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AP picks Colts' Sanders as top defensive player

NEW YORK -- Bob Sanders' impact on the vastly improved
Indianapolis defense, not to mention his impact on opposing ball
carriers, earned the Colts safety The Associated Press 2007 NFL
Defensive Player of the Year award Monday.

Sanders makes highlight films with his smash-mouth style and
knack for always being near the ball. His value as a leader -- the
Peyton Manning of the Colts' defense, if you will -- was just as
much a factor in Indianapolis having the third-ranked unit in the
NFL and allowing just 262 points, a league low.

Yes, these Colts can play dominating defense, and Sanders is the
main reason.

"One of the things we talked about when he first got here was
how critical this position is in this defense," said coach Tony
Dungy, who has nicknamed Sanders "The Eraser."

"Donnie Shell went to five Pro Bowls, and John Lynch went to I
don't even know how many Pro Bowls. You get asked to do a lot of
things in this defense, and it's rare to find someone who can do
those things."

Sanders did enough to earn 31 votes from a nationwide panel of
50 media members who regularly cover the NFL. That was particularly
impressive because it was a strong season for individual defensive
performances.

Yet next closest in the balloting were Seattle end Patrick
Kerney and Tennessee tackle Albert Haynesworth with four votes
each.

Sanders was a huge factor in the Colts' surge to the Super Bowl
title last year. He missed most of the regular season, got healthy
for the playoffs, and suddenly teams couldn't run or pass
effectively on Indy.

With Sanders in the lineup for 15 games this season, the Colts
were superb defensively on their way to a 13-3 record and the AFC
South crown.

Not that Sanders laid back in an attempt to stay healthy.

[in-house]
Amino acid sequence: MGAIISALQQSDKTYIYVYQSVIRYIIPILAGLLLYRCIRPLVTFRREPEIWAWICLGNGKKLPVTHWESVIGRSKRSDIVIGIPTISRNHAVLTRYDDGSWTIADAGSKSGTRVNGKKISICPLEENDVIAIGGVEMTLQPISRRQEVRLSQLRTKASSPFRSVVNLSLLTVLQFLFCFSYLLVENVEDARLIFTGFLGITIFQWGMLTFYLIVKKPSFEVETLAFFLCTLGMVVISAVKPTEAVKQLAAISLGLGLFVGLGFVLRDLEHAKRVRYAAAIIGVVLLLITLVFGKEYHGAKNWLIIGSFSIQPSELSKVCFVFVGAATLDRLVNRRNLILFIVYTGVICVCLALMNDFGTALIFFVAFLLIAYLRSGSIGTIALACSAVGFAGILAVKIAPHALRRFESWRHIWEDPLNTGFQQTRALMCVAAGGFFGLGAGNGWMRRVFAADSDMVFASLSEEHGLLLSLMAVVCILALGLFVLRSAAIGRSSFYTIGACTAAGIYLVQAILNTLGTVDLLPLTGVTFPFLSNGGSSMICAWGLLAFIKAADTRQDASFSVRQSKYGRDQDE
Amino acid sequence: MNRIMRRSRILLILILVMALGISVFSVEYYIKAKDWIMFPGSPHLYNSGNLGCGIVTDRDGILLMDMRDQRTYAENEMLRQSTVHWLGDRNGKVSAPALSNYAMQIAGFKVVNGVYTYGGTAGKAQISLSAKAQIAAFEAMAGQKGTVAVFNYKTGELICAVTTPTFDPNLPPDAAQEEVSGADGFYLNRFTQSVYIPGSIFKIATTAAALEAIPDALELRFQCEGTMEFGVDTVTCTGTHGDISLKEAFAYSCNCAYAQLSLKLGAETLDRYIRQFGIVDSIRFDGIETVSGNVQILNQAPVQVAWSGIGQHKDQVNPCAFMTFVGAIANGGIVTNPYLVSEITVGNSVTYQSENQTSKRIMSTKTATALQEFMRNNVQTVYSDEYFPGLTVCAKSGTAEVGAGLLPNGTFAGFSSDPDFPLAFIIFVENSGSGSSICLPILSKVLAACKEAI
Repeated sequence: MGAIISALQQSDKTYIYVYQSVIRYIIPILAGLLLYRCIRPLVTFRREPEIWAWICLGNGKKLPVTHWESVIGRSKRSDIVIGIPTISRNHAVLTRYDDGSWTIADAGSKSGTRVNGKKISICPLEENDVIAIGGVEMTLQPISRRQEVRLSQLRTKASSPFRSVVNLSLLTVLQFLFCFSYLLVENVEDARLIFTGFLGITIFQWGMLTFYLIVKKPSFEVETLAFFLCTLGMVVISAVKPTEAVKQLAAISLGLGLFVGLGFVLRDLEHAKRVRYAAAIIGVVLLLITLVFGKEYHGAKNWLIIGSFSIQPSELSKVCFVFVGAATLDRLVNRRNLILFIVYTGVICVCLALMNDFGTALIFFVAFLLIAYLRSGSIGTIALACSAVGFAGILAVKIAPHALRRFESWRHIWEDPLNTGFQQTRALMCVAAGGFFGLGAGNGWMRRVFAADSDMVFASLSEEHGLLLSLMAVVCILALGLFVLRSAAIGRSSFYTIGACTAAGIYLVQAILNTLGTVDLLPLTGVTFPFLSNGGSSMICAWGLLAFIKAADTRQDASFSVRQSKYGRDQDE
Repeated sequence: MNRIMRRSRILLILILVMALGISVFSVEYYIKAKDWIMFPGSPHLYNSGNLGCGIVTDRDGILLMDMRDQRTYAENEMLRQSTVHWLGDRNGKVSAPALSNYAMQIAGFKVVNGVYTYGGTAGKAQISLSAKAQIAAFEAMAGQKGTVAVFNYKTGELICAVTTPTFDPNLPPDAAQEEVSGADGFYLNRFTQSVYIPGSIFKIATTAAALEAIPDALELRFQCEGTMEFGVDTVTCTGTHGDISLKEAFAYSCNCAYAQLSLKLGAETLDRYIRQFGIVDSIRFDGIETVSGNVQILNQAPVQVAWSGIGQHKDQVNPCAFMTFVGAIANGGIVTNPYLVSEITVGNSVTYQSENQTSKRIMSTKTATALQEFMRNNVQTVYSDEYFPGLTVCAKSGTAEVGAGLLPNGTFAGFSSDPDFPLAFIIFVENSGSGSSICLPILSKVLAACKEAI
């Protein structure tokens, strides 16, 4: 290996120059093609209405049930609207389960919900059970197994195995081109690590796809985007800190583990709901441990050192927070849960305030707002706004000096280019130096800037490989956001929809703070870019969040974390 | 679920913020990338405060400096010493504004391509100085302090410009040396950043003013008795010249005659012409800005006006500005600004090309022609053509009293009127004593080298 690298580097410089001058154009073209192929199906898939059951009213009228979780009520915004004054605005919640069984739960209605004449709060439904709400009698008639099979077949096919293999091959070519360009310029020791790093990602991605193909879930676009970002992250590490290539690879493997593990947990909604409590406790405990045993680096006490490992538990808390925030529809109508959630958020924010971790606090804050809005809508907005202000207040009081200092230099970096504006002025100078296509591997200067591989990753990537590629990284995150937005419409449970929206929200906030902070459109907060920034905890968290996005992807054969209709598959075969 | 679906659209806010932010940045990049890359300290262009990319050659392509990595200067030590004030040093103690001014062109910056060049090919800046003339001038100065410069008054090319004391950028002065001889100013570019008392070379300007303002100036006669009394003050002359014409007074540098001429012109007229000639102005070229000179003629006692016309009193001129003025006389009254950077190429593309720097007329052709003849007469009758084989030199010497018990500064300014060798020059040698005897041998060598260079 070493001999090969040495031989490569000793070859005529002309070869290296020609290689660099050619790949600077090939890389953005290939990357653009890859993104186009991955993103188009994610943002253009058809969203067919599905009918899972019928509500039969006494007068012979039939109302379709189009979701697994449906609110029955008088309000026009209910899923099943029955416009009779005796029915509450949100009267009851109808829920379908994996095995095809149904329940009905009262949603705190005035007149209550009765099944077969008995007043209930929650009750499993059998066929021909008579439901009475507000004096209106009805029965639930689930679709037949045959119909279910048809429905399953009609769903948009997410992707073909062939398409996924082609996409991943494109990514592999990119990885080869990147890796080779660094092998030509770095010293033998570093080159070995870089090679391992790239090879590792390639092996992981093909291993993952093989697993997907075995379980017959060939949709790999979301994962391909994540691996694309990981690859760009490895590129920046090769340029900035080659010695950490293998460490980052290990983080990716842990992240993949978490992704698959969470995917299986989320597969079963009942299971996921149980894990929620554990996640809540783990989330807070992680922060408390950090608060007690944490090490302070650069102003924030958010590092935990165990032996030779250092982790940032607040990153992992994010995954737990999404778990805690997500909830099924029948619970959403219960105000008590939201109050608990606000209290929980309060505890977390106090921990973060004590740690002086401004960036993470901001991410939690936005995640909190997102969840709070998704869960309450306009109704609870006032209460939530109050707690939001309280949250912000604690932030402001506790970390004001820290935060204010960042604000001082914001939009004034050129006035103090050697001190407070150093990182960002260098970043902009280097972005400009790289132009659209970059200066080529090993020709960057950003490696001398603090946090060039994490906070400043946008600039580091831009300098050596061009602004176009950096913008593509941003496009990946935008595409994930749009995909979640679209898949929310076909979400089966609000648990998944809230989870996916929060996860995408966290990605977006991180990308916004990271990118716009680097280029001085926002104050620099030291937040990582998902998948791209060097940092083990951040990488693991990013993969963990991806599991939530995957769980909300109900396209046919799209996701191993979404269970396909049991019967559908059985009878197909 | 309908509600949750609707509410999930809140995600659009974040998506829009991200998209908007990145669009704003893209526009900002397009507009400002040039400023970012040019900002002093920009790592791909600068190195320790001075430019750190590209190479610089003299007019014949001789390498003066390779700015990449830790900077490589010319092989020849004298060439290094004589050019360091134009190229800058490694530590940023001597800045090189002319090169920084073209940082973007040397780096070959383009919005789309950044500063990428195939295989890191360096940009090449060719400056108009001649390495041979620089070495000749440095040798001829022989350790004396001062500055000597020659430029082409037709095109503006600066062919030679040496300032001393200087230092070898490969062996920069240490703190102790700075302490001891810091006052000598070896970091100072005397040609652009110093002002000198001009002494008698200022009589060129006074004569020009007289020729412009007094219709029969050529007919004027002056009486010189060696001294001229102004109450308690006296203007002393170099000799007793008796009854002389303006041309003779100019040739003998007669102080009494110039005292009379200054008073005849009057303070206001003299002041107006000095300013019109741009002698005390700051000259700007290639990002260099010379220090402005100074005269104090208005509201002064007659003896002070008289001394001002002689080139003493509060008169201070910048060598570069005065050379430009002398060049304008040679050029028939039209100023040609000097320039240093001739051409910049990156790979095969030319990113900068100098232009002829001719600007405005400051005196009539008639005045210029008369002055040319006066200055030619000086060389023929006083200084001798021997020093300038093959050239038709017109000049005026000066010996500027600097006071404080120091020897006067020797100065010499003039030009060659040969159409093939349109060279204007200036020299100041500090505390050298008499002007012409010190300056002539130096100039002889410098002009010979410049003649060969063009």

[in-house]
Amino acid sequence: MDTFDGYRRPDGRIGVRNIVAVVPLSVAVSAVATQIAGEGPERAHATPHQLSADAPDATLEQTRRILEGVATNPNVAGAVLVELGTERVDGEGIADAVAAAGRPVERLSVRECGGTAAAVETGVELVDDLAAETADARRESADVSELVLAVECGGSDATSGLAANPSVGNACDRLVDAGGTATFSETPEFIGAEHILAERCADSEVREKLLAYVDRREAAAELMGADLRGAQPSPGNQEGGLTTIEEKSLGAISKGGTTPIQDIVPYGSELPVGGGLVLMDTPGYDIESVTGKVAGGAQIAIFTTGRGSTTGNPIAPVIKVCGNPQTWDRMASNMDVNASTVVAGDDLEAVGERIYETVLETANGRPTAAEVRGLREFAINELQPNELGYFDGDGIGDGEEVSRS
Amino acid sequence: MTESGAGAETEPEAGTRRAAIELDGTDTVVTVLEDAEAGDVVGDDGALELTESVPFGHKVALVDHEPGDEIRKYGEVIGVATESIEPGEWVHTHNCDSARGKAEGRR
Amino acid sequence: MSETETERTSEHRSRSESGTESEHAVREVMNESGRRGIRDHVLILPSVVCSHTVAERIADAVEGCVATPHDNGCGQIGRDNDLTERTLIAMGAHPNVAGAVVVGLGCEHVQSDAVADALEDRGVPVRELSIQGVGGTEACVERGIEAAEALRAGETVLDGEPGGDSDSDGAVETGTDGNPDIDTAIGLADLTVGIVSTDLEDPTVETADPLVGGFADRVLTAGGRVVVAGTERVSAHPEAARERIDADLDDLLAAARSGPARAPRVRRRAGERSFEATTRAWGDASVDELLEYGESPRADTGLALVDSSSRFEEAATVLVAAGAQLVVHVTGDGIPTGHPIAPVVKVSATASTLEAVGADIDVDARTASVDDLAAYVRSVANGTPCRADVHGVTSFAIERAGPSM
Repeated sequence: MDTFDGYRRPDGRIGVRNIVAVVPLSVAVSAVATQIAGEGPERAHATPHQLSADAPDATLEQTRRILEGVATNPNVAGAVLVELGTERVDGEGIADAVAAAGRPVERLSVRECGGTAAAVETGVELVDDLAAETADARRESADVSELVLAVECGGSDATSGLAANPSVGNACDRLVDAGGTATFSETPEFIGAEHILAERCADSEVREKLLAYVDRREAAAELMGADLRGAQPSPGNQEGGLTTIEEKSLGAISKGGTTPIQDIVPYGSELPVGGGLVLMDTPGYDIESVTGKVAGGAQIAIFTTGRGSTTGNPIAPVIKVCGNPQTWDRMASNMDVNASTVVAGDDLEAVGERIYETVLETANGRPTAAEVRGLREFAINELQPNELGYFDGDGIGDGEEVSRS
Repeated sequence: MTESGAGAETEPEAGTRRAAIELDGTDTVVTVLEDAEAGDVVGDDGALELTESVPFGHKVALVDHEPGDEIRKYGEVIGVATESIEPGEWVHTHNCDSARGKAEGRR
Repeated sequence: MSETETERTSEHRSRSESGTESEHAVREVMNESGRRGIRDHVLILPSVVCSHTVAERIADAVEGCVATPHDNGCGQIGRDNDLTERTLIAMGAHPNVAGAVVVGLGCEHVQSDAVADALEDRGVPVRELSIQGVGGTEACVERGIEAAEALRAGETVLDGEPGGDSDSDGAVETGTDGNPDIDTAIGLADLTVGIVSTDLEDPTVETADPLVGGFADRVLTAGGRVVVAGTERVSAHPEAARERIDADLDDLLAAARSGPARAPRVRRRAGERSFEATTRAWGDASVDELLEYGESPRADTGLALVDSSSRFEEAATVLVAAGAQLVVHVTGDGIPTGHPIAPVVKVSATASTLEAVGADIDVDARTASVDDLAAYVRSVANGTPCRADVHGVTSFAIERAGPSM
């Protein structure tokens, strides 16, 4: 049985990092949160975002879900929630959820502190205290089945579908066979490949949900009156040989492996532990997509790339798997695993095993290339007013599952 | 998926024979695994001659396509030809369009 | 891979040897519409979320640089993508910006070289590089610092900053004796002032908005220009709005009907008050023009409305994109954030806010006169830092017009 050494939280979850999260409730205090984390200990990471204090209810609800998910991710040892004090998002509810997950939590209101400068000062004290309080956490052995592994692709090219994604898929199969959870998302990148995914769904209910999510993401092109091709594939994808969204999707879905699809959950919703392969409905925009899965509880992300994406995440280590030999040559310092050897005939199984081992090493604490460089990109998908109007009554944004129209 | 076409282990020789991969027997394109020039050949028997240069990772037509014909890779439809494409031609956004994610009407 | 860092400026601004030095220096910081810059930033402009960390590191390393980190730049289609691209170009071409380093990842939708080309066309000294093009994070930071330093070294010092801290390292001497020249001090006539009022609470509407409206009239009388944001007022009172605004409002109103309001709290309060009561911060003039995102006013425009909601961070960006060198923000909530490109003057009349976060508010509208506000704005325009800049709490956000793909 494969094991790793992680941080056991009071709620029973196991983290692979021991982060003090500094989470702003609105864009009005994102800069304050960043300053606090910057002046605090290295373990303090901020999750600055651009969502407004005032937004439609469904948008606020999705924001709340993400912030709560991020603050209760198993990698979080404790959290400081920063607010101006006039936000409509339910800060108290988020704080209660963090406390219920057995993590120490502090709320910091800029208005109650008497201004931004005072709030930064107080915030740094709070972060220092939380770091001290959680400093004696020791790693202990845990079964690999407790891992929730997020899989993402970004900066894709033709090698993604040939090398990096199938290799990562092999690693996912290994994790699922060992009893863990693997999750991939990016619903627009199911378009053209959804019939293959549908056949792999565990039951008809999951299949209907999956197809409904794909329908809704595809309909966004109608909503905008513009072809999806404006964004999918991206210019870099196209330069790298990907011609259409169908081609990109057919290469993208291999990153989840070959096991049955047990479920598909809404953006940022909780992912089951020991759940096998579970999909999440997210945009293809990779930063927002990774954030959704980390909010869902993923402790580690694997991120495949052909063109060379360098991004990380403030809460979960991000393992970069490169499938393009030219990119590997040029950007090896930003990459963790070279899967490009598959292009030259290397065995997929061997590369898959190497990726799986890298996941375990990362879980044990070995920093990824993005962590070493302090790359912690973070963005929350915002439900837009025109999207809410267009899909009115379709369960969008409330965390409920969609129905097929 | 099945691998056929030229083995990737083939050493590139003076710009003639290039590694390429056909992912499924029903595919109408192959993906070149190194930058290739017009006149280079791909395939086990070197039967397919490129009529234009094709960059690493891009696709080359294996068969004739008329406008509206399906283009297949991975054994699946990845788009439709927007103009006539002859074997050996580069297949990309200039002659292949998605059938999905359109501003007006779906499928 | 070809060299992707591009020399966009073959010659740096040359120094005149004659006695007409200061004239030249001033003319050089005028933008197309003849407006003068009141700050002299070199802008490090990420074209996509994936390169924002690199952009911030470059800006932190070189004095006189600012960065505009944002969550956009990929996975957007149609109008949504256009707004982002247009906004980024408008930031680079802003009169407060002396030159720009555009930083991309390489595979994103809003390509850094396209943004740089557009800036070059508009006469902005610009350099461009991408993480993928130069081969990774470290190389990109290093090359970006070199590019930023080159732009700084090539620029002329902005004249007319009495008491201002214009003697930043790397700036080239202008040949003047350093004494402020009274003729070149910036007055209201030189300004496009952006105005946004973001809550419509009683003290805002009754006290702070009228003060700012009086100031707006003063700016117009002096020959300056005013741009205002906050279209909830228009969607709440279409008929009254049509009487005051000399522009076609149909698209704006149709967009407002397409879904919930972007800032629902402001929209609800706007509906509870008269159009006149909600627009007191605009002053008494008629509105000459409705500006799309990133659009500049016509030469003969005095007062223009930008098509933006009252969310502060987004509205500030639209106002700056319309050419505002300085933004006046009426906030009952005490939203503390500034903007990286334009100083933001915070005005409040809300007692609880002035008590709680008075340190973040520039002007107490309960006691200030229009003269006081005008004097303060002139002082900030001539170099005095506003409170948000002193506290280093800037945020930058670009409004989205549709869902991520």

"[The award] is a goal I set for myself every year and for
it to come so fast is something I never expected," Sanders said.
"It's exciting, it's an honor and I will cherish this moment
forever."

His teammates were celebrating right there next to him.

Indianapolis is typically regarded as an offensive juggernaut,
and Sanders is the first Colts player to win the defensive award.

Plus, he did it in a season when the Colts lost their other key
defender, Dwight Freeney, for the final seven games with a
season-ending foot injury. Freeney was just one of a handful of
starters who missed games, but Sanders remained the constant on
defense.

"His presence makes us better," linebacker Gary Brackett said.
"He's a game-changer. But his presence gives us a comfort level,
knowing he's going to be back there to clean up for us."

With Sanders in the lineup, the Colts became stingier and more
physical as Sanders played closer to the line of scrimmage.

Sanders received much of the credit for the turnaround, which
saw Indy cut its yards per carry average from 5.3 in 2006 to 3.8
this season.

"I think this year, I really played like I wanted to play,"
Sanders said. "I give a lot of credit to my teammates who helped
me stay consistent in practice and in games."

Also receiving votes were defensive back Antonio Cromartie of
San Diego with three; linebackers Mike Vrabel of New England and
DeMarcus Ware of Dallas (2); and cornerback Ronde Barber of Tampa
Bay, linebacker James Harrison of Pittsburgh, rookie linebacker
Patrick Willis of San Francisco, and end Mario Williams of Houston,
each with one vote.

Last year's winner was Miami defensive end Jason Taylor.

But the award was a surprise to some in the Colts' organization.

"To me, that's probably the biggest statement because the
national perception is that we're an offensive team," Dungy said.
"I thought for someone to win it on this team, it would take a
big, big impact just to be considered."

Sanders credits his success and his style to how he was taught
way back when.

"I would have to say it goes back to little league, peewee
football," he said. "Those are some of the first things they
teach you and that's something you remember as you grow up: stay
low, stay low. It helps me now being explosive in short areas,
because it's a combination of power, speed and quickness. You've
got to bring it all together, and then you can come from 10 or 15
yards deep to make the play."

Lots of them.